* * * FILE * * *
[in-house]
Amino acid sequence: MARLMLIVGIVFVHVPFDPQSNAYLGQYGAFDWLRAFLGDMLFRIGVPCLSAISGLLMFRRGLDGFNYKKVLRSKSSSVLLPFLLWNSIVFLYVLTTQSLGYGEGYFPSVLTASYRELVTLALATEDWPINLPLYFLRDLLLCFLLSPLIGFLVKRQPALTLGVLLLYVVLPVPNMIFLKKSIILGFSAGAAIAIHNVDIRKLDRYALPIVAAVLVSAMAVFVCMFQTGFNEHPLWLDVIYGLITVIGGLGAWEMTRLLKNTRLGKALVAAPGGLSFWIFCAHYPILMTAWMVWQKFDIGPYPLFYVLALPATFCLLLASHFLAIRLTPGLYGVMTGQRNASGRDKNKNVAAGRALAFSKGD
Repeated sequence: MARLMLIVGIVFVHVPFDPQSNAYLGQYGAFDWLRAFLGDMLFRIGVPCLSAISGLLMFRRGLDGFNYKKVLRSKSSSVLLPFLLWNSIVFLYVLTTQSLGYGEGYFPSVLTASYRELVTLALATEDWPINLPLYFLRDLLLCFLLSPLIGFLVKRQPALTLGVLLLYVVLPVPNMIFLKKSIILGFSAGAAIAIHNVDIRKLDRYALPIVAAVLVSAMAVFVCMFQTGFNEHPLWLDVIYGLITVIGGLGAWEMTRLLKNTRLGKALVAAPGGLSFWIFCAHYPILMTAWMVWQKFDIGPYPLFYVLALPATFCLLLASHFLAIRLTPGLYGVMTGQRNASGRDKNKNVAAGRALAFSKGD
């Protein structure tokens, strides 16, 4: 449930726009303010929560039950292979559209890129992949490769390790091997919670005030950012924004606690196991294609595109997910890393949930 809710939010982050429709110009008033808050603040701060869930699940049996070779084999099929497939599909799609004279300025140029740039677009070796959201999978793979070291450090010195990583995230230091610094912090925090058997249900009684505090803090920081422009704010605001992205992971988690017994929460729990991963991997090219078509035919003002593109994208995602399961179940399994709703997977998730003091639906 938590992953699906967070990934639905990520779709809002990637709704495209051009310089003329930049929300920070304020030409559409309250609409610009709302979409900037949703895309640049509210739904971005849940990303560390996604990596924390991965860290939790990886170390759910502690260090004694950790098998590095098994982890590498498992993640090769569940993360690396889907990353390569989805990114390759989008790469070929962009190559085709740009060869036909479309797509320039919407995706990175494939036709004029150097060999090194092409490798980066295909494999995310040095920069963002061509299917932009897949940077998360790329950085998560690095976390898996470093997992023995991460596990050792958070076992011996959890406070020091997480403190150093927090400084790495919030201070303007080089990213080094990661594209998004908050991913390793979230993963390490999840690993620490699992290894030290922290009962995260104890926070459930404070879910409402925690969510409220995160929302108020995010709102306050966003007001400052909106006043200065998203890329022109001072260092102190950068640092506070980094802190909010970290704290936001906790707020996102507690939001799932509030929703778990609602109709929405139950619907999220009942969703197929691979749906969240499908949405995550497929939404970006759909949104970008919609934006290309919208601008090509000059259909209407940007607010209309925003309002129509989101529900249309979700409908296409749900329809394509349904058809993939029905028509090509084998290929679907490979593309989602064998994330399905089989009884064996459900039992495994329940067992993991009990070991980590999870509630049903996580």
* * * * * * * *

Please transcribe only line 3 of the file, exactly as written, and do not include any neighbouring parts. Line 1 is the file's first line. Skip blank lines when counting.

Repeated sequence: MARLMLIVGIVFVHVPFDPQSNAYLGQYGAFDWLRAFLGDMLFRIGVPCLSAISGLLMFRRGLDGFNYKKVLRSKSSSVLLPFLLWNSIVFLYVLTTQSLGYGEGYFPSVLTASYRELVTLALATEDWPINLPLYFLRDLLLCFLLSPLIGFLVKRQPALTLGVLLLYVVLPVPNMIFLKKSIILGFSAGAAIAIHNVDIRKLDRYALPIVAAVLVSAMAVFVCMFQTGFNEHPLWLDVIYGLITVIGGLGAWEMTRLLKNTRLGKALVAAPGGLSFWIFCAHYPILMTAWMVWQKFDIGPYPLFYVLALPATFCLLLASHFLAIRLTPGLYGVMTGQRNASGRDKNKNVAAGRALAFSKGD